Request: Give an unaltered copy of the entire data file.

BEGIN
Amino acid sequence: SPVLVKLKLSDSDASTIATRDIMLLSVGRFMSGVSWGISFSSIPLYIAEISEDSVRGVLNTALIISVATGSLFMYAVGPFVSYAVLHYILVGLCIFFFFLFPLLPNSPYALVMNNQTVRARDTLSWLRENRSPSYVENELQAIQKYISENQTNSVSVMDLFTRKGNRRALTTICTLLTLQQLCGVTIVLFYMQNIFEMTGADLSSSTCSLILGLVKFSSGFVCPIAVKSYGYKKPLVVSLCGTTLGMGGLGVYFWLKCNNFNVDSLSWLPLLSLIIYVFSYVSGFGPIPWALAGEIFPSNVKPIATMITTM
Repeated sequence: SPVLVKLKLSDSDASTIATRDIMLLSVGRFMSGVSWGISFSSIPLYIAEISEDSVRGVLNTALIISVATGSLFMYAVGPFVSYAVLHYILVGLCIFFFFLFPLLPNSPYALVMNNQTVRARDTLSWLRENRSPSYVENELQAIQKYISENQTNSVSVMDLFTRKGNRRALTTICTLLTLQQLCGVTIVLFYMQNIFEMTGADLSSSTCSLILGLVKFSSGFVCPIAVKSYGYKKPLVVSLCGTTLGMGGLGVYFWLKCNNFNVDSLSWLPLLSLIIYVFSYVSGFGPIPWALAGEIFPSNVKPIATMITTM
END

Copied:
Amino acid sequence: SPVLVKLKLSDSDASTIATRDIMLLSVGRFMSGVSWGISFSSIPLYIAEISEDSVRGVLNTALIISVATGSLFMYAVGPFVSYAVLHYILVGLCIFFFFLFPLLPNSPYALVMNNQTVRARDTLSWLRENRSPSYVENELQAIQKYISENQTNSVSVMDLFTRKGNRRALTTICTLLTLQQLCGVTIVLFYMQNIFEMTGADLSSSTCSLILGLVKFSSGFVCPIAVKSYGYKKPLVVSLCGTTLGMGGLGVYFWLKCNNFNVDSLSWLPLLSLIIYVFSYVSGFGPIPWALAGEIFPSNVKPIATMITTM
Repeated sequence: SPVLVKLKLSDSDASTIATRDIMLLSVGRFMSGVSWGISFSSIPLYIAEISEDSVRGVLNTALIISVATGSLFMYAVGPFVSYAVLHYILVGLCIFFFFLFPLLPNSPYALVMNNQTVRARDTLSWLRENRSPSYVENELQAIQKYISENQTNSVSVMDLFTRKGNRRALTTICTLLTLQQLCGVTIVLFYMQNIFEMTGADLSSSTCSLILGLVKFSSGFVCPIAVKSYGYKKPLVVSLCGTTLGMGGLGVYFWLKCNNFNVDSLSWLPLLSLIIYVFSYVSGFGPIPWALAGEIFPSNVKPIATMITTM